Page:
Several new political players are expected to get MEP seats, according to the latest VoteWatch poll. Bulgaria Without Censorship, a new political project led by former TV journalist Nikolay Barekov, is likely to get two of the 17 Bulgarian MEP seats. Barekov is campaigning on a populist ticket, promising free tablets to school children, and mandatory military service, as a way to socialize the marginalized Roma population. Barekov is vocal against corruption, but has refused to explain the origin of the substantial funding which his force obviously has available. Regarding his positioning against censorship, many Bulgarian journalists reproach him his close relations with Delyan Peevski, a controversial businessman who has become the symbol of media concentration in Bulgaria. Peevski himself is running as number two of the list of the Movement of Rights and Freedoms (DPS), ALDE-affiliated. Bulgaria Without Censorship has tried to obtain EPP-affiliation, which has been denied to the new force, which is seen with some suspicion in Brussels.

According to the same poll, another new force which is also likely to get two MEP seats is the Alternative for Bulgarian Renaissance (ABV) of former President Georgi Parvanov. The ABV list is led by current MEP Ivailo Kalfin, who last January left his position of leader of the group of Bulgarian MEPs from the Socialist Party (BSP) over differences with the BSP leader Sergei Stanishev and invested himself in the new political project. There is no doubt that ABV will join the group of Socialists and Democrats. On a recent visit to Sofia, the centre-left leading candidate for Commission, President Martin Schulz, made public appearances with both Stanishev and with Kalfin.

One more new force is likely to send one MEP to Strasbourg: the Reformist Block, an EPP-affiliated party representing the ‘traditional’ centre-right in the country. The Bulgarian centre-right is divided between the rather populist GERB party of former prime minister Boyko Borissov, who is likely to come first at the elections with some 30% of the vote and send 5 MEPs to Strasbourg, and the Reformist Block, the lists of which are led by Meglena Kuneva, a former European Commissioner. BSP is also expected to send 5 MEPs. Formerly, Kuneva was member of the party NDSV of former king Simeon Saxe-Coburgh-Gotha, which was ALDE-affiliated. As NDSV lost influence, Kuneva created her own political force ‘Bulgaria for citizens’, but after she lost in the 2013 parliamentary elections, she joined the new political project.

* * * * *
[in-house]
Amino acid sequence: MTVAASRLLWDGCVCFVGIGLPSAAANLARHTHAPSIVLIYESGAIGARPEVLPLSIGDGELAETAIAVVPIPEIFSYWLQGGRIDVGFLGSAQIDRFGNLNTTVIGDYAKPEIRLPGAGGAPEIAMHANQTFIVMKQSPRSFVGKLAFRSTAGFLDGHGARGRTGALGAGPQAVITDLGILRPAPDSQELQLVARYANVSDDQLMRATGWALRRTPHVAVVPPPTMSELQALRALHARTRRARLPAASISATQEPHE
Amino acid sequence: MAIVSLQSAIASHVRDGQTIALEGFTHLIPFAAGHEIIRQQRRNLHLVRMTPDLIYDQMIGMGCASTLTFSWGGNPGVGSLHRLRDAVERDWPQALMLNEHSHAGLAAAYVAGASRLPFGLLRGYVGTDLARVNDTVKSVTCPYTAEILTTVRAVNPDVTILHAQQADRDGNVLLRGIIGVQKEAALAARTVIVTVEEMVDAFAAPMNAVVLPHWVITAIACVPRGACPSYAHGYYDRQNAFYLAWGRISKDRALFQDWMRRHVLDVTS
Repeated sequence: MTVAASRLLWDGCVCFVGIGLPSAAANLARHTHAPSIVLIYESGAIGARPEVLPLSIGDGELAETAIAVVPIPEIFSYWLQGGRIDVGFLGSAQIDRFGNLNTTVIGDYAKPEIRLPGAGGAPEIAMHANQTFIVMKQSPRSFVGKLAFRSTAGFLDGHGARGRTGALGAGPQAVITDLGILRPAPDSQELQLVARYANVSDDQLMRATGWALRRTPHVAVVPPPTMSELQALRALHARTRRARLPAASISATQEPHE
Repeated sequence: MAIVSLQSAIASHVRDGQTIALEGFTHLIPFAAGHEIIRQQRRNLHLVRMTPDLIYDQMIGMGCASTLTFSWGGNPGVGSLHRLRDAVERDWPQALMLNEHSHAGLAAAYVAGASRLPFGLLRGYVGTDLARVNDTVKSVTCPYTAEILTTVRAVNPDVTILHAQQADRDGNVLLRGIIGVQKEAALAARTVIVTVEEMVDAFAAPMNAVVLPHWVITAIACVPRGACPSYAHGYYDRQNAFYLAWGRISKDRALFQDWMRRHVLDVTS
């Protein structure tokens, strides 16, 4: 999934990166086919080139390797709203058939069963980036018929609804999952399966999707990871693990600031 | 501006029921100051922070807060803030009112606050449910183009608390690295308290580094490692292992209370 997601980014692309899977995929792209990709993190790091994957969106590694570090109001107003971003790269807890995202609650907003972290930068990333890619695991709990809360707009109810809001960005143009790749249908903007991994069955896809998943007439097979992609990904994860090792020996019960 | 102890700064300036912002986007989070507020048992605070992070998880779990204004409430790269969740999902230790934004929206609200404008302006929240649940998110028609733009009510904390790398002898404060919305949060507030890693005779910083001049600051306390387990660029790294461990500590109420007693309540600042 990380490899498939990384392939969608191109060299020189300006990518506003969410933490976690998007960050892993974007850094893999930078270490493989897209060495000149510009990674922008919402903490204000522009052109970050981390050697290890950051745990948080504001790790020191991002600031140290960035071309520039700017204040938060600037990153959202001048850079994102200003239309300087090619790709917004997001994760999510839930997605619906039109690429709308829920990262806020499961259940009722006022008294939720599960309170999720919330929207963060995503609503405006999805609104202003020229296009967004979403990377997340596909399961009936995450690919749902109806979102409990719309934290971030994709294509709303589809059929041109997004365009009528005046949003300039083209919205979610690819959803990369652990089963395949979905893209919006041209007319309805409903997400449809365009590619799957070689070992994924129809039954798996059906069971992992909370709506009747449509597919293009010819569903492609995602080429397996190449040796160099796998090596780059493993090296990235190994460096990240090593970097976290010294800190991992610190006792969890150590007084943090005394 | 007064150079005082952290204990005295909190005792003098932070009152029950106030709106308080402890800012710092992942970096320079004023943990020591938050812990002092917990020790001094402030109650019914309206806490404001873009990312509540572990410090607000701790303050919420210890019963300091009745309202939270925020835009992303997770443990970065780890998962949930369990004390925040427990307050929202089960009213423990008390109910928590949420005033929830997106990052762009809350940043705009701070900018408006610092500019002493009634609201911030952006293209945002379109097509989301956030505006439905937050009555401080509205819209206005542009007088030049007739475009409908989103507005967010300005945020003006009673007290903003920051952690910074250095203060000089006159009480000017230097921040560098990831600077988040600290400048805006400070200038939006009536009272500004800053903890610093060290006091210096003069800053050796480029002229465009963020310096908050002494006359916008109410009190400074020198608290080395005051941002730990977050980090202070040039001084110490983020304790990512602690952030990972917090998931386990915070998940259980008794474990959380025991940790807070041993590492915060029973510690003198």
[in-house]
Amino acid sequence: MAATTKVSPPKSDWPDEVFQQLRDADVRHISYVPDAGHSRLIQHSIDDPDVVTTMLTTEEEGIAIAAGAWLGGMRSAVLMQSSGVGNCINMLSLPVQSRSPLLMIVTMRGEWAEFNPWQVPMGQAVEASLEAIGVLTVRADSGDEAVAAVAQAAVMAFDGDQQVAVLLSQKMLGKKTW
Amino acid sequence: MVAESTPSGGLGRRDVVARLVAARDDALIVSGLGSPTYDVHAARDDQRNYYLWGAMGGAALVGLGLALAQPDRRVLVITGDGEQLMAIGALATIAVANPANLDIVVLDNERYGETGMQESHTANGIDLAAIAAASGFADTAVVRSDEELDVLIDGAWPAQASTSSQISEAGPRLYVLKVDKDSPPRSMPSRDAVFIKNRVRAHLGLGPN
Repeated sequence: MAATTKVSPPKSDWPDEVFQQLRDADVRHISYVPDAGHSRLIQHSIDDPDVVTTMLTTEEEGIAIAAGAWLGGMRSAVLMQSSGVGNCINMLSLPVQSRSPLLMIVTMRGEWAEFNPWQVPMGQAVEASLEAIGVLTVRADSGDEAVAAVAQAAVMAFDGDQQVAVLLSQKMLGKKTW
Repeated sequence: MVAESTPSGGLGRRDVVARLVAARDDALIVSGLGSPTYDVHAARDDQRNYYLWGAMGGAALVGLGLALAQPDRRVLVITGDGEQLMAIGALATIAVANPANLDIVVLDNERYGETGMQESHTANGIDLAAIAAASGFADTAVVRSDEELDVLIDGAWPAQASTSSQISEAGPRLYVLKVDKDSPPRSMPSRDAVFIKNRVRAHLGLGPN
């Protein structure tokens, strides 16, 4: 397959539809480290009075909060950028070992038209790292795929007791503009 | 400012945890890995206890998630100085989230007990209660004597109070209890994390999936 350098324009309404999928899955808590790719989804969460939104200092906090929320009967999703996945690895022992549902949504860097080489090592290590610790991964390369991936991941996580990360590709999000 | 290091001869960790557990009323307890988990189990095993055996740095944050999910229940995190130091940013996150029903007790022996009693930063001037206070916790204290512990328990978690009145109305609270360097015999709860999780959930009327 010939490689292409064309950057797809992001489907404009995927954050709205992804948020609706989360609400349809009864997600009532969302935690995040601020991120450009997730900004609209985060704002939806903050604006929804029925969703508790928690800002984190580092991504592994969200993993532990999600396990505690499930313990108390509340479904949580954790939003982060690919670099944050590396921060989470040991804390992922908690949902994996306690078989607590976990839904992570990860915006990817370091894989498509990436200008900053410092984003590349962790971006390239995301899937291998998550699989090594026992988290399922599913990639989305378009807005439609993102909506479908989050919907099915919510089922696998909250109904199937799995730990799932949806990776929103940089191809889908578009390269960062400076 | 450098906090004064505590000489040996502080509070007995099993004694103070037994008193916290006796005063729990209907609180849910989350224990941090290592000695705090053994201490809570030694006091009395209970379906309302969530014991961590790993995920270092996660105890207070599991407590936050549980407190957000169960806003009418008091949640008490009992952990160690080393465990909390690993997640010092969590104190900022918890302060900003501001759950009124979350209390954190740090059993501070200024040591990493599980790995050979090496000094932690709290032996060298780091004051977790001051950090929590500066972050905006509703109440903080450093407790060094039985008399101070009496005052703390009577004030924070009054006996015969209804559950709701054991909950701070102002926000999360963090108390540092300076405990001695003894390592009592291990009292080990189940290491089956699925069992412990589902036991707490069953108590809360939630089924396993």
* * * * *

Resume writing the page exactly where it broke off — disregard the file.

According to latest polls in Greece, three new parties are expected to enter the European Parliament. Potami (The River) is a newly established pro-European party which has not decided yet to which European political family it will be affiliated, keeping contact though with both S&D and ALDE. Regarding the vision for Europe, candidate MEP Kostas Argyros recently told EurActiv Greece that his party will struggle for a federal Europe.

“We are aware of the fact that this will not happen easily and above all, if people do not comprehend what this really means and stop perceiving it in a phobic way”, he said. Most polls suggest that Potami will assure the third position in the EU elections, ranging from 7.0-8.5%. The anti-European neo-Nazi party Golden Dawn is also expected to be represented in the new EU Parliament. The party is currently under criminal investigation and six of its MPs, including its leader Nikos Michaloliakos, are in jail awaiting trial on charges related to criminal activities.

Last week the Greek Supreme Court gave the green light for the party to run for the EU elections and polls suggest that it will get 7.0-8.0% of the vote. It is expected to stay as “non-attached”. Another party due to join the next EU Parliament is the right-wing eurosceptic “Independent Greeks”. Its leader is a former MP of ruling center-right New Democracy and could be close to Europe of Freedom and Democracy as well as European Conservatives and Reformists.


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Emanuel Paparella2014-05-21 19:37:12
In the plethora of all those new parties, the question arises: what, if anything, unites them all or, at the very least, brings them together to work of the common good of the EU? I am afraid that "the answer, my friend, is blowing in the wind." But hope springs eternal!